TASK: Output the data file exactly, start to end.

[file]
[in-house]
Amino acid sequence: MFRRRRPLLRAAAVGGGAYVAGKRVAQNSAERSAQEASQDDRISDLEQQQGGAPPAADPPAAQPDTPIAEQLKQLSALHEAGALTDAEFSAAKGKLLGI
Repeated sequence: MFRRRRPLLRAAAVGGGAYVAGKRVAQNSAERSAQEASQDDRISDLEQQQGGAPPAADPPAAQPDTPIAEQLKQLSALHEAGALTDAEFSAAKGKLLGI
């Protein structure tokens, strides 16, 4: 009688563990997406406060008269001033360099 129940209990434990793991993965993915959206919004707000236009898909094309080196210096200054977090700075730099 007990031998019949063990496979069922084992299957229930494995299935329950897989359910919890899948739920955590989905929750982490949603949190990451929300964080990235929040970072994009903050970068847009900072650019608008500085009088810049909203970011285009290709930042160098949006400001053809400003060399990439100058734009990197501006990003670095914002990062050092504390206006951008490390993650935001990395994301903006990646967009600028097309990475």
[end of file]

[in-house]
Amino acid sequence: MFRRRRPLLRAAAVGGGAYVAGKRVAQNSAERSAQEASQDDRISDLEQQQGGAPPAADPPAAQPDTPIAEQLKQLSALHEAGALTDAEFSAAKGKLLGI
Repeated sequence: MFRRRRPLLRAAAVGGGAYVAGKRVAQNSAERSAQEASQDDRISDLEQQQGGAPPAADPPAAQPDTPIAEQLKQLSALHEAGALTDAEFSAAKGKLLGI
């Protein structure tokens, strides 16, 4: 009688563990997406406060008269001033360099 129940209990434990793991993965993915959206919004707000236009898909094309080196210096200054977090700075730099 007990031998019949063990496979069922084992299957229930494995299935329950897989359910919890899948739920955590989905929750982490949603949190990451929300964080990235929040970072994009903050970068847009900072650019608008500085009088810049909203970011285009290709930042160098949006400001053809400003060399990439100058734009990197501006990003670095914002990062050092504390206006951008490390993650935001990395994301903006990646967009600028097309990475």